Theresa was pissed, yet resigned in the way of a woman accustomed to disappointment but determined not to let it get to her. I was tired and increasingly disturbed. “Trust me, I know David,” I said. “I can read him like a Kindle. He’s wondering where the hell I am right now, and it’s killing him. But what I don’t get is why isn’t he coming to look for me? What the freak is with that?”
When the men relocated to a seated area 30 feet from the bar, I found myself repeating Theresa’s sentiment: “Oh, no he didn’t.” I thought I knew my man. I tried working myself into a hissy by tossing up a hypothetical: “What if I’d gone back to where we were at the bar and couldn’t find him? What then?” Theresa shook her head, an inherently female gesture meaning, “Men.” “That’s it,” I said, literally putting my foot down as I stood. “I’m going over there.”
Despite my mask of indignation, my irritation was unable to penetrate the indestructible barrier of trust that runs deeper than my five senses. Regardless of how things may have seemed, I was absolutely certain of two things: 1, neither David nor I would leave without the other, and 2, we both understood number one as a fact of life. Therefore, I concluded, it must be the case that David had a good reason for sticking by that guy’s side. Still, I read him the riot act while Theresa confronted her nascent hubby. Despite my rambling about “courtesy” and “thoughtfulness,” I knew David’s intentions, whatever they were, would vindicate him in the end.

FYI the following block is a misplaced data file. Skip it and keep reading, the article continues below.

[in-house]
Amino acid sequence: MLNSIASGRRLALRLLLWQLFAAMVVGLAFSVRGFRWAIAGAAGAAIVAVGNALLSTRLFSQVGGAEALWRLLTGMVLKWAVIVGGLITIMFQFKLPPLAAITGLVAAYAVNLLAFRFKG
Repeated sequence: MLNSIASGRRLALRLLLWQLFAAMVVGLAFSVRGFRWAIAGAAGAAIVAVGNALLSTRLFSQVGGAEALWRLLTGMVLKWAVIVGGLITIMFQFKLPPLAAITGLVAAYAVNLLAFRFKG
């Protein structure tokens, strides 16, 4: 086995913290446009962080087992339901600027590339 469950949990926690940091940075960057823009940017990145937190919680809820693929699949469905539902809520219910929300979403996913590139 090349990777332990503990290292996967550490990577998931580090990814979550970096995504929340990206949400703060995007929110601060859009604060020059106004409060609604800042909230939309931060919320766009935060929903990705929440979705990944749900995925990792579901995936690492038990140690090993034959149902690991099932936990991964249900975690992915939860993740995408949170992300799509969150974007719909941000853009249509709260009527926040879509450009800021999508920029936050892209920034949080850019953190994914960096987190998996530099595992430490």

Even as I was laying into him, the look on David’s face was one of immense relief, and its effect of melting my resolve was complete. Before he had a chance to respond, I noticed Theresa running off again, and I bolted after her. David followed me. I’m not sure what had been said between the newlyweds, but by the time I caught up with Theresa, she was already outside, fast-walking away from the club. When she said she was over it, I inherently knew she meant more than this evening — that for whatever reason, her honeymoon thus far had not been as she’d imagined it would be.
Without a second thought about Chris, whom we knew would be okay because he had his wallet and spoke Spanish, David and I escorted Theresa back to her hotel. Once we were finally on our own again, winding our way back through the narrow streets to our hotel, David and I shared what had happened while we were apart. I told him about watching him from the landing, and he explained why he didn’t go looking for me. “Chris is really, really drunk; he’s doing the kind of stupid things that people often regret. And they’re on their honeymoon, so I wanted to help. I was talking about how we are and how he needs to be a lot less ‘me’ and a lot more ‘us.’ You know, like you and me.” David smiled and held my hand as we continued walking.
“Damn, I knew it,” I said. “The whole time I was sitting up there, appalled that you weren’t thinking enough about me, when in fact you were down there talking about me.” As we continued along, I couldn’t help but muse that to anyone watching, we must have looked like the ones who’d just gotten married.